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Radiator plant, Emerald-ripple Peperomia, Baby rubber plant,
Watermelon Peperomia, Yerba linda
Peperomias are hardy, evergreen foliage plants, some of which
are succulents, that do well in homes and offices as well as in
dish and bottle gardens. With hundreds of species, their forms
vary widely, from trailing to bushy to upright varieties. Leaf
shapes and markings are also diverse, with some varieties
featuring smooth, waxy leaves and others ridged, hairy surfaces.
Well-known varieties like P. caperata (emerald-ripple Peperomia)
and P. griseoargentea (ivy-leaf Peperomia) have heart-shaped
With proper care, these plants can live indoors for years.
IN-STORE AND CONSUMER CARE
LIGHT Average indoor light
is sufficient. Keep the plants out of direct sun. Peperomias do
well in fluorescent light.
WATER In spring through
fall, water regularly with tepid water when the soil is dry.
Water less frequently in winter.
HUMIDITY During the summer,
mist the leaves occasionally.
TEMPERATURE Average warm
indoor temperatures are appropriate; avoid temperatures below 55
FERTILIZER Feed twice
monthly with a half-diluted plant food; reduce feedings in
PROPAGATION Plants can be
propagated through stem cuttings (from upright or trailing
varieties) or leaf cuttings (from bushy varieties).
REPOTTING Peperomias are
slow-growing but should be repotted as needed, every one to two
PESTS AND PROBLEMS Watch for
mealybugs, spider mites and whiteflies. Keep plants adequately
hydrated and treat any problems immediately if they occur, by
removal with a cotton swab or insecticide as indicated.
LEAF PROBLEMS Leaf loss can
result if plants are allowed to wilt between waterings or if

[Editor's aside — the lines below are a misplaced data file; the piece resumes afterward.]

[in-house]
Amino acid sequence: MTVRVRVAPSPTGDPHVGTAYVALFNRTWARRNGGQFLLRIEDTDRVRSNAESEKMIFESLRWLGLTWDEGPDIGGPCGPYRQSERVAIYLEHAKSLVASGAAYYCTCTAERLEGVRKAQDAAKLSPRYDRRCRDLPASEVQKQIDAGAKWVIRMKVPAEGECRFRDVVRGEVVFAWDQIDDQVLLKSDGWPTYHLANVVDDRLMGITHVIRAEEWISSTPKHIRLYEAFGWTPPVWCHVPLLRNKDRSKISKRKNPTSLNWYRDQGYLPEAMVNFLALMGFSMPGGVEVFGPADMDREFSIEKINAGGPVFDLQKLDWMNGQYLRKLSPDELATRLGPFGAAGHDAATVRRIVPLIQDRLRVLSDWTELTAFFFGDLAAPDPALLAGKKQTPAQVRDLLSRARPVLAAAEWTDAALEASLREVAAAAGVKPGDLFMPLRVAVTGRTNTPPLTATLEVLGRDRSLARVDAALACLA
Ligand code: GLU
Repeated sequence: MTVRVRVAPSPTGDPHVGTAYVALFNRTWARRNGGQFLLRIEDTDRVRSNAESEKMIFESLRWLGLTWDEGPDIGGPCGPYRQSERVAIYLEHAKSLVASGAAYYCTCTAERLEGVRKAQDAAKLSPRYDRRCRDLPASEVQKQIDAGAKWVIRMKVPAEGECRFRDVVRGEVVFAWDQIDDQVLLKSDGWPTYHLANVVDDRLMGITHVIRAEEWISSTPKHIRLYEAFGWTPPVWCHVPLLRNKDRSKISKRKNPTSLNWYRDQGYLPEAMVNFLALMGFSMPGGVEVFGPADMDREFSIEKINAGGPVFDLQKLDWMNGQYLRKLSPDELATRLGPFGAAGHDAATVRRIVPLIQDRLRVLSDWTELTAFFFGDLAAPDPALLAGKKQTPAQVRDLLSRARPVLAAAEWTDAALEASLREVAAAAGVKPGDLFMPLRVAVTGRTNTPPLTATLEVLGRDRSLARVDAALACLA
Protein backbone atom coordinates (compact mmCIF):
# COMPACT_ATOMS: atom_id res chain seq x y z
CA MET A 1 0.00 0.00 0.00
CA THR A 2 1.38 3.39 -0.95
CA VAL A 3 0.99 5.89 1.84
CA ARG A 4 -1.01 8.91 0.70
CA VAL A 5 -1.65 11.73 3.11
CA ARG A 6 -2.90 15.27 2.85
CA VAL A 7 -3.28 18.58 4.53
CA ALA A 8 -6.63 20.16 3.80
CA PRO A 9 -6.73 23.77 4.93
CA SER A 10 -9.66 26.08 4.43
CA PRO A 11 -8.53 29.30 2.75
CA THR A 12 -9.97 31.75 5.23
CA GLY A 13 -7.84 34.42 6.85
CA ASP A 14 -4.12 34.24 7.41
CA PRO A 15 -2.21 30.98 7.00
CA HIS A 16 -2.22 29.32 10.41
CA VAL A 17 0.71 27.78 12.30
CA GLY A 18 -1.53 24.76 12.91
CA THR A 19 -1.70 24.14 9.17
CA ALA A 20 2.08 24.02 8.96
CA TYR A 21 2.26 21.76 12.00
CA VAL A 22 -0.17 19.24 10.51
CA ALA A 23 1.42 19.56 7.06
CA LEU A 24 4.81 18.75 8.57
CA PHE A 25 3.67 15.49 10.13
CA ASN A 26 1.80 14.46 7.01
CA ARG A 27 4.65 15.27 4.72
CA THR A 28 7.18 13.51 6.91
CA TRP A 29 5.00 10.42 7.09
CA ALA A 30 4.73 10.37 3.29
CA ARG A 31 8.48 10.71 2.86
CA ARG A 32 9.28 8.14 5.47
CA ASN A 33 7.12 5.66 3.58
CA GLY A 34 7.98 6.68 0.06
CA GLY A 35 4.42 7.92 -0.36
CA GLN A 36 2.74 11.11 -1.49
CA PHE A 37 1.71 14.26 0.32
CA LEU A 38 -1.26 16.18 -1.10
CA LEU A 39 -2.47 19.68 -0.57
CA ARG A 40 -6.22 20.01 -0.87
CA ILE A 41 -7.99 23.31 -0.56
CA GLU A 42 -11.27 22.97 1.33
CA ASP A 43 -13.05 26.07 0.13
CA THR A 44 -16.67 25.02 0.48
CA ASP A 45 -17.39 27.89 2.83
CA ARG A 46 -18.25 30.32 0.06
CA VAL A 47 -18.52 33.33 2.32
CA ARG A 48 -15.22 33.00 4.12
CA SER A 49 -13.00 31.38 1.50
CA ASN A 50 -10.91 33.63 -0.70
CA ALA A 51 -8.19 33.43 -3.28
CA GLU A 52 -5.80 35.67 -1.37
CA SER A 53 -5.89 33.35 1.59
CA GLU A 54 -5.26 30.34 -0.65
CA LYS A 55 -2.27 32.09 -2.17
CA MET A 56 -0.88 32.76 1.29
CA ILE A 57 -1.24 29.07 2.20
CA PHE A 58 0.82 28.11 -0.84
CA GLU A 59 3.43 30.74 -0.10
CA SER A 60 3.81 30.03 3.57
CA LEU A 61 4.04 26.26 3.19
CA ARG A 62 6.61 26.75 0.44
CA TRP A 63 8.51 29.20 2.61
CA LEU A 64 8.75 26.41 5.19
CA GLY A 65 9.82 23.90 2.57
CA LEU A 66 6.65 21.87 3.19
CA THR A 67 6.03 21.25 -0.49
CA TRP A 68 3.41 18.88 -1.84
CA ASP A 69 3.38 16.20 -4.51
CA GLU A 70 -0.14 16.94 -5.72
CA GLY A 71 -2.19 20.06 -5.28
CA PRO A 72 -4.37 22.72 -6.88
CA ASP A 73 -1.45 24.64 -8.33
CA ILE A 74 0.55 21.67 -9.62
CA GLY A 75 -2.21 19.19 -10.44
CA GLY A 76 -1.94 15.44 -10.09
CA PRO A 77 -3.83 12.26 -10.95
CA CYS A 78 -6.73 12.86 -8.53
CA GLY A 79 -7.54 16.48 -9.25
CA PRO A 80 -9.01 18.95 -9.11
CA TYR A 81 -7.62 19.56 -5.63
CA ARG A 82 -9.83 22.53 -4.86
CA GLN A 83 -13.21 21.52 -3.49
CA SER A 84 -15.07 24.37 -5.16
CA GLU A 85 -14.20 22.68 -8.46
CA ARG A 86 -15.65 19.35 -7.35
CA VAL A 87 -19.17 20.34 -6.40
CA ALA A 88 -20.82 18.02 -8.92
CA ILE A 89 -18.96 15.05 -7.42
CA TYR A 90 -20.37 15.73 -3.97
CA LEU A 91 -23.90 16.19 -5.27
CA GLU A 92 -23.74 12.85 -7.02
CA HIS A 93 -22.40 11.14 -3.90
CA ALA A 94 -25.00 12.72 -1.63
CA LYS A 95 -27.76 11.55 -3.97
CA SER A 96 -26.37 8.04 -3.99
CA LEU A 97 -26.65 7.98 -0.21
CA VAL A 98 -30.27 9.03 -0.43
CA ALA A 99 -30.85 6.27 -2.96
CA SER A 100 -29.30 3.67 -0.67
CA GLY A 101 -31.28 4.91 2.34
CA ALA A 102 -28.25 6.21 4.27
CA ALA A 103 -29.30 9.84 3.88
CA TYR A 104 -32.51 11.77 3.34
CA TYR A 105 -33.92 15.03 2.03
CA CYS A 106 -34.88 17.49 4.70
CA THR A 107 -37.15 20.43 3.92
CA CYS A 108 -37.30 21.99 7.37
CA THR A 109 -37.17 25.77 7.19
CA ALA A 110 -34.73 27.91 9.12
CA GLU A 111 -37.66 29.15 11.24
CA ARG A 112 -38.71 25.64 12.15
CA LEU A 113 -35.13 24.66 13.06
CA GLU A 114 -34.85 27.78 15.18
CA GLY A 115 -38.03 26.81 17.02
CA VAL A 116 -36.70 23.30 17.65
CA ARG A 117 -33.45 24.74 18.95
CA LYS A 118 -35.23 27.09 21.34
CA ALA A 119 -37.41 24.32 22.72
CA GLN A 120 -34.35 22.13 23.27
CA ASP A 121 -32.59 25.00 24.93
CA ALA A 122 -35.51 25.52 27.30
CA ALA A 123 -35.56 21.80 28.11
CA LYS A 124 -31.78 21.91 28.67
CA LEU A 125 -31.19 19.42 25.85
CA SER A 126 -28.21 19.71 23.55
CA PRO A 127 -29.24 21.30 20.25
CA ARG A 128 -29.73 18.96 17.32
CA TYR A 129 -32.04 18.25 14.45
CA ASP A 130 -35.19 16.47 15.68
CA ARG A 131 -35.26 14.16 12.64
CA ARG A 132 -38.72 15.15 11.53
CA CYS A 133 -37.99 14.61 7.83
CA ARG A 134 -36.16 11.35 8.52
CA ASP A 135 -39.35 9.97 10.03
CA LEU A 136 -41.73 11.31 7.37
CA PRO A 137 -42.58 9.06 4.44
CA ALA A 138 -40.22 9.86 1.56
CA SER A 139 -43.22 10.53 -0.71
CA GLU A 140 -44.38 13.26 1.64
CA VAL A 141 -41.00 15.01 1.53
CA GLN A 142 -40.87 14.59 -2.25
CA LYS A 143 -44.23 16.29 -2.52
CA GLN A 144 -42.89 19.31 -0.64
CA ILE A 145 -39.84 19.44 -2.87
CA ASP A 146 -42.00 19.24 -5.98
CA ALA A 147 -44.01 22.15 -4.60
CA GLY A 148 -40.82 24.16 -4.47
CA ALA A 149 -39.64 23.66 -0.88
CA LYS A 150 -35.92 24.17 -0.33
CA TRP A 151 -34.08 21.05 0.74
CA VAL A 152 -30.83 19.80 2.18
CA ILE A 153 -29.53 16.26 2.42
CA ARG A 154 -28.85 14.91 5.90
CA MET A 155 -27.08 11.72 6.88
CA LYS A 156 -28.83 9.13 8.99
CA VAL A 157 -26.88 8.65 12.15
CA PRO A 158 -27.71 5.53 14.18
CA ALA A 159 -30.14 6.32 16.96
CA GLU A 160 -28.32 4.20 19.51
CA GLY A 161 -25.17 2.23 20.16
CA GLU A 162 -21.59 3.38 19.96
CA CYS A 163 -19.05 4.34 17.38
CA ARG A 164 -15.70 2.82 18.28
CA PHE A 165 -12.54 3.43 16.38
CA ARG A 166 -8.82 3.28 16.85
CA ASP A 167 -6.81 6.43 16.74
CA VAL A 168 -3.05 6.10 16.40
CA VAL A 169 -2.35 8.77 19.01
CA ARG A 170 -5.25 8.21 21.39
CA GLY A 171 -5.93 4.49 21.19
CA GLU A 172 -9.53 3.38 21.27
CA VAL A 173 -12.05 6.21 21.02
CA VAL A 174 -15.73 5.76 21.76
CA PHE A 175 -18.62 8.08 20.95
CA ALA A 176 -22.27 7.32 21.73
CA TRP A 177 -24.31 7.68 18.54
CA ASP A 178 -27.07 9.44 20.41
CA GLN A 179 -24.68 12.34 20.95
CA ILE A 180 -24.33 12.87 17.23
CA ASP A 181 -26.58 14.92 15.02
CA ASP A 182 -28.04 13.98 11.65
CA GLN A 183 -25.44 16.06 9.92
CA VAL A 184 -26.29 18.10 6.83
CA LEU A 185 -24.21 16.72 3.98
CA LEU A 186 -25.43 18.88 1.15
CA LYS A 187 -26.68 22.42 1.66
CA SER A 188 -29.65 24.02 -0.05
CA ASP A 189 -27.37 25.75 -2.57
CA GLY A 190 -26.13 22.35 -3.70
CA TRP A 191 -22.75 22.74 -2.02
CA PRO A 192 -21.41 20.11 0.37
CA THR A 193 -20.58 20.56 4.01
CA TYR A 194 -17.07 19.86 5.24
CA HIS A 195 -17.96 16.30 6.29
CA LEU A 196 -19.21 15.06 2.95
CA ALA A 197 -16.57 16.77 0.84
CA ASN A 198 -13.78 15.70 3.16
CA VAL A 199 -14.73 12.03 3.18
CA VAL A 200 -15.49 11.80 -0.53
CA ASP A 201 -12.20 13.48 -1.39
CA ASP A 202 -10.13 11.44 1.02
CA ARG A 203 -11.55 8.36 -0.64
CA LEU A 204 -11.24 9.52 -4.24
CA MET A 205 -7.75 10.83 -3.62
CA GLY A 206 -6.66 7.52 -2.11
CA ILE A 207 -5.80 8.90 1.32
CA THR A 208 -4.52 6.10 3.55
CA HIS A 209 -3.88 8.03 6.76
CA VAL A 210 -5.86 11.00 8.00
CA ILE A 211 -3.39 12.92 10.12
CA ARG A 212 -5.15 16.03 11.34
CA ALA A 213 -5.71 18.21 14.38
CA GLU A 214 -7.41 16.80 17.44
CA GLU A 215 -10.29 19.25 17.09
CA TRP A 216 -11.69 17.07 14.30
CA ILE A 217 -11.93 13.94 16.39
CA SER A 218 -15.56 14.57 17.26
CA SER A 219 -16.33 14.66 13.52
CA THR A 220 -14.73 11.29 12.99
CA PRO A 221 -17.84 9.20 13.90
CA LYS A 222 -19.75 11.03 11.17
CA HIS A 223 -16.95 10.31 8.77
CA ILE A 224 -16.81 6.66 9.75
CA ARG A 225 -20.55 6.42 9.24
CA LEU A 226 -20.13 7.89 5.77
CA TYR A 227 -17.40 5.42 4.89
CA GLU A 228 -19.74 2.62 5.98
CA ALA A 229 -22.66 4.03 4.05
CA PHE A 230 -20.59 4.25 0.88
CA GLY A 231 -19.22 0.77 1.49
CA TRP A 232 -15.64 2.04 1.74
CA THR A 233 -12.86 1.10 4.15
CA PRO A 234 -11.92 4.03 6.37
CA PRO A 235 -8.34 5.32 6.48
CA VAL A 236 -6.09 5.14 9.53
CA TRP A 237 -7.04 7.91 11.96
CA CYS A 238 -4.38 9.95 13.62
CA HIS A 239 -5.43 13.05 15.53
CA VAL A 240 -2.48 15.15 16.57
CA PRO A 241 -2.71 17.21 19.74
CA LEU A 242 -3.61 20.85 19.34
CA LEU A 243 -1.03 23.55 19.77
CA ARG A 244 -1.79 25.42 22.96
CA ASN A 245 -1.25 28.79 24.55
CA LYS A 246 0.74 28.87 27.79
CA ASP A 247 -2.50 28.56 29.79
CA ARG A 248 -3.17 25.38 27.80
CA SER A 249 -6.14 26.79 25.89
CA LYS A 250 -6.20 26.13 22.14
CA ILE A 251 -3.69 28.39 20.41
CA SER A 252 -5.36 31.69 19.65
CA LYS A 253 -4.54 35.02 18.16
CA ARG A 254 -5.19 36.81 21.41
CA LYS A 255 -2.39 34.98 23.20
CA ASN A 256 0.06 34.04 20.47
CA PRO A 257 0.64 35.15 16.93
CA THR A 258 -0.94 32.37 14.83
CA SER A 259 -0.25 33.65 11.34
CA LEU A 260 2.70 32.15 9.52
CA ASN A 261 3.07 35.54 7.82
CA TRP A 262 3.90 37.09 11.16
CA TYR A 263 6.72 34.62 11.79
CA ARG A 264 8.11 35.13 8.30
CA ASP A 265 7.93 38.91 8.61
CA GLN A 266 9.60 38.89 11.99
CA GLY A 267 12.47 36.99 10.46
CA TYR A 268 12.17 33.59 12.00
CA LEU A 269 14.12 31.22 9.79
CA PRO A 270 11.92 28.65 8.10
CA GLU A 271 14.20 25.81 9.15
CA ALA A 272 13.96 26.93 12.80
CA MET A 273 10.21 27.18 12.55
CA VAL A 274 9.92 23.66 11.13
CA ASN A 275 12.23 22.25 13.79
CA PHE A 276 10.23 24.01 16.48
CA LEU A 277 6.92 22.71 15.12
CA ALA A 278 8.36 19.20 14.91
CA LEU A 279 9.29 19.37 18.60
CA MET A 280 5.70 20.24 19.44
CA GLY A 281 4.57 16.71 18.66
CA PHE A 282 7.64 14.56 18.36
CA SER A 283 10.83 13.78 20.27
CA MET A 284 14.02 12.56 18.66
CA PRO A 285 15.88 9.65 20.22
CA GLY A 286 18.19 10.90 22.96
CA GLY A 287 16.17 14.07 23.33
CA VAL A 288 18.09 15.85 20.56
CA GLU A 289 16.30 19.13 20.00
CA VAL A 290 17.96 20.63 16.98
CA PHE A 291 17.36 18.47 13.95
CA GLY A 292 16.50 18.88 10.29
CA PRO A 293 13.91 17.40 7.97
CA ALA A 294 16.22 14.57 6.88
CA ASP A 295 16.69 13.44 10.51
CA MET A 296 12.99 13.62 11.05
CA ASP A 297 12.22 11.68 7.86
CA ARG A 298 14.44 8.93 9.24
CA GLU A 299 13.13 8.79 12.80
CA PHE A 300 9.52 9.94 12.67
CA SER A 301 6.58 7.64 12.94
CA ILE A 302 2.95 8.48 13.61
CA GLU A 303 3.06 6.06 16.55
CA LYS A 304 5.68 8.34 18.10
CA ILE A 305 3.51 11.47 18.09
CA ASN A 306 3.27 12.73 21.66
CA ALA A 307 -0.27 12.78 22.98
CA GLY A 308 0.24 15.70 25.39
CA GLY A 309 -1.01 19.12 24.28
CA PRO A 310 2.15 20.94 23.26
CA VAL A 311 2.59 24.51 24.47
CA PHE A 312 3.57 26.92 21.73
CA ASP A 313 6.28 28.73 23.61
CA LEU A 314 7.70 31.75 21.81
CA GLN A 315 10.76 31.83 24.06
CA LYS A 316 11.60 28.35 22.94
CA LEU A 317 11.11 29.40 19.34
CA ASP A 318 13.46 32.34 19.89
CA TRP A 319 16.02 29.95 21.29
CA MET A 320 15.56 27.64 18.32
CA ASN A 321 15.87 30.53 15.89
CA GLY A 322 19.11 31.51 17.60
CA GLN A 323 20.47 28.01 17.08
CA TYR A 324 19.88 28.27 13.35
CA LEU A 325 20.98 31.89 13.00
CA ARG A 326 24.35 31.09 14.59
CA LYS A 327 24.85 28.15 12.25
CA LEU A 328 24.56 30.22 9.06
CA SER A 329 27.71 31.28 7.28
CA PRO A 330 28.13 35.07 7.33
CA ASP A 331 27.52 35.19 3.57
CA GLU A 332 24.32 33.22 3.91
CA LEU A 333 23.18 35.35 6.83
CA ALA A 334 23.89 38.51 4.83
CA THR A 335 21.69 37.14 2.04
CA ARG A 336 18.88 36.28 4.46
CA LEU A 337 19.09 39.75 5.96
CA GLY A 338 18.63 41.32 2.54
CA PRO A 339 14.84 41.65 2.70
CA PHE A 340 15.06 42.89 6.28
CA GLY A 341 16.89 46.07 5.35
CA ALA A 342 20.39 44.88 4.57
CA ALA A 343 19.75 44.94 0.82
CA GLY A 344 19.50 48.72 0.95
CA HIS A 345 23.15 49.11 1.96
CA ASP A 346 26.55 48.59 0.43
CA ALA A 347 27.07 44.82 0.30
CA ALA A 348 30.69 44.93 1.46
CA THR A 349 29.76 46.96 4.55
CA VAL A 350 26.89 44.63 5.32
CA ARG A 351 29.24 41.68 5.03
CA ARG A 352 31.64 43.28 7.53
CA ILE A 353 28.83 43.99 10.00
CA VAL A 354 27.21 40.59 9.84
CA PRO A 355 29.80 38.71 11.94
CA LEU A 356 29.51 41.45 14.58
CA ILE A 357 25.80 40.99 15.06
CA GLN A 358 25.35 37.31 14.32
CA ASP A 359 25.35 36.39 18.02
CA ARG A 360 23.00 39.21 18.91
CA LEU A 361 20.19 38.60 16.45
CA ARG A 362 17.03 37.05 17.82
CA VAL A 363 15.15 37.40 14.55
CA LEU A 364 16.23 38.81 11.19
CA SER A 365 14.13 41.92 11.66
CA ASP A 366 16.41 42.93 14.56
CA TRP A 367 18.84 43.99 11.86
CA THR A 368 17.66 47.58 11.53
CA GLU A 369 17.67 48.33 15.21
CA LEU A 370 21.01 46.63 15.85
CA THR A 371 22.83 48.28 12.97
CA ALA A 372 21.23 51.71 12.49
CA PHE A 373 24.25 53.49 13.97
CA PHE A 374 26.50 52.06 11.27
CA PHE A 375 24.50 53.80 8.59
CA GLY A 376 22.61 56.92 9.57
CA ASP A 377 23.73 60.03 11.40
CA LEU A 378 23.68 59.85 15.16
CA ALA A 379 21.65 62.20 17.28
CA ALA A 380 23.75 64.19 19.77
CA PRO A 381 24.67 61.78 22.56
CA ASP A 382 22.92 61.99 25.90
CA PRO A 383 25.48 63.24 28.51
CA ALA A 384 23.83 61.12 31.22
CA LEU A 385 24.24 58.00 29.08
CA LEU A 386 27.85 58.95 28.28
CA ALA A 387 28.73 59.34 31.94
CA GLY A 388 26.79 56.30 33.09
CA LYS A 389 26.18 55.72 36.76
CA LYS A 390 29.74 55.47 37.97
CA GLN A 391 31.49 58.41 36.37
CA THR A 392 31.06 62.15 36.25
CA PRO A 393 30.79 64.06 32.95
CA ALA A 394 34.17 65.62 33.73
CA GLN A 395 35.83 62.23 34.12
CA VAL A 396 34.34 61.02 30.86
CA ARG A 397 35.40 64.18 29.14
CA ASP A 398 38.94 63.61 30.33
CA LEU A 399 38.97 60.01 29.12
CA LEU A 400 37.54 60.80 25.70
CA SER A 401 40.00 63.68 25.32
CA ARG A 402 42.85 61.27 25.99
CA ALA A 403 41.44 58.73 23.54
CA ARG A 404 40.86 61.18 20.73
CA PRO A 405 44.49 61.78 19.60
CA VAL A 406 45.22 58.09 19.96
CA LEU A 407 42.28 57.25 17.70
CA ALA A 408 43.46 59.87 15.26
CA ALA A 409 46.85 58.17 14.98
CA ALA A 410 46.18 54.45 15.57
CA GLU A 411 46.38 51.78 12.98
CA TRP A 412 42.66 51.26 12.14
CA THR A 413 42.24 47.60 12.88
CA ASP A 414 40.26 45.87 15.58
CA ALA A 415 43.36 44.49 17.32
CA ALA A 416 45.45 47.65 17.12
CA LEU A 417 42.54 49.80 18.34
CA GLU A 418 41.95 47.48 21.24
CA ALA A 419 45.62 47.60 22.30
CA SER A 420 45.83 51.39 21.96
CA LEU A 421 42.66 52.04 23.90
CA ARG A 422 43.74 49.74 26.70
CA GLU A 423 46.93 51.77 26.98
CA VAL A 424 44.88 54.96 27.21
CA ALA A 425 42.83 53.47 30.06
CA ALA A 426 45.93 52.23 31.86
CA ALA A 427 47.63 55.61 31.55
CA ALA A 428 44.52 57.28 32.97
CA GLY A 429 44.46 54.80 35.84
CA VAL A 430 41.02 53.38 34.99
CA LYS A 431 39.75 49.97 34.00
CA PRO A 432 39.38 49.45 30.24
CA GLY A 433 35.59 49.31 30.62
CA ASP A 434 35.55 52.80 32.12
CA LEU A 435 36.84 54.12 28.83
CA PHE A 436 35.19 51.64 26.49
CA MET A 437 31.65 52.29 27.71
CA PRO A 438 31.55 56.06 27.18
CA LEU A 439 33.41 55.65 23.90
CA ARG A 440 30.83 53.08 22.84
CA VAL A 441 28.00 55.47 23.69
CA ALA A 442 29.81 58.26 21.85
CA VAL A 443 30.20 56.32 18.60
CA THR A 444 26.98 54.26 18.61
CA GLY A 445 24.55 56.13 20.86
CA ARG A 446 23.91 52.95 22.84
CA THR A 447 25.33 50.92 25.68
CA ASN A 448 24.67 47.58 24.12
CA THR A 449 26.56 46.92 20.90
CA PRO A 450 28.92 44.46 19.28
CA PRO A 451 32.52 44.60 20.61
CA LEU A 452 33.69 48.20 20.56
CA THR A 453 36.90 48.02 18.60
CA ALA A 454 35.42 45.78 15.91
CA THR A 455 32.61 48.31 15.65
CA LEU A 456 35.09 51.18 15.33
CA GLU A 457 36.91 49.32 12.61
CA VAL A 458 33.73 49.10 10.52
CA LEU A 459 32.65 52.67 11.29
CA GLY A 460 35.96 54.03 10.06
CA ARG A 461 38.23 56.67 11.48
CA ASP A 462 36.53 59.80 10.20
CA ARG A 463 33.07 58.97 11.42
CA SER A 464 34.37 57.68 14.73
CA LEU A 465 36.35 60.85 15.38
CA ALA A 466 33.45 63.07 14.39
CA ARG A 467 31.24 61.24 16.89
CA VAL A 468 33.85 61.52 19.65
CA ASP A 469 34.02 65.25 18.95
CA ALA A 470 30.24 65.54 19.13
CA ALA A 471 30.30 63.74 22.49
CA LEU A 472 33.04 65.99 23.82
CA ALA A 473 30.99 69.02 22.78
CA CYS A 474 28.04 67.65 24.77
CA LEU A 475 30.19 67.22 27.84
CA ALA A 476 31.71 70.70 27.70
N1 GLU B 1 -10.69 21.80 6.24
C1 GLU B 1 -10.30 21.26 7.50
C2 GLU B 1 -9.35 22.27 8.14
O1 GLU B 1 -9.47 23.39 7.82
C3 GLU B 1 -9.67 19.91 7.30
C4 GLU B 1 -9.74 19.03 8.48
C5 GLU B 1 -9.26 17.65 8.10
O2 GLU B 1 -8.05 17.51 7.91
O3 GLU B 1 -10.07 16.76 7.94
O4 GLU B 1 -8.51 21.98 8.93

light levels are too low. Temperatures that are too low also can
cause leaves to drop. A rapid drop in temperature can result in
brown-tipped leaves. Excessive watering can cause wilted leaves,
discolored stems and edemas, where the leaves show small bumps
(pimples) on their undersides that can take on a corklike
Peperomias are members of the Piperaceae, or pepper, family.
WHAT'S IN A NAME The genus
name comes from the Greek roots “peperi,” meaning “pepper,” and
“homoios,” meaning “resembling.” Peperomias are similar in
appearance to the genus Piper, which yields peppercorns and
HOME SWEET HOME The plants
are native to the tropical Americas—Latin America and northern
BREATHING EASY Peperomias
are among plants that remove air pollutants such as those
FAN FAVORITE P. caperata
(emerald-ripple Peperomia), which features rippled leaves that
can be dark green, reddish or silver gray depending on variety,
is a bushy plant and is the most commonly sold Peperomia
species, according to The Houseplant Encyclopedia.
UNIQUE FLOWERS Some
Peperomias produce long spikes of green to cream-colored
reference describes the stalks as resembling “mouse tails.”
Some information provided by:
Botanica, by R.G. Turner Jr. and Ernie Wasson
The Chain of Life Network®,
The Complete Houseplant Survival Manual, by Barbara Pleasant
The House Plant Expert, by Dr. D.G. Hessayon
The Houseplant Encyclopedia, by Ingrid Jantra and Ursula Krüger
Photos courtesy of The John Henry Company
You may reach Foliage Plant of the Month writer Amy Bauer by
email@example.com or by phone at (800)
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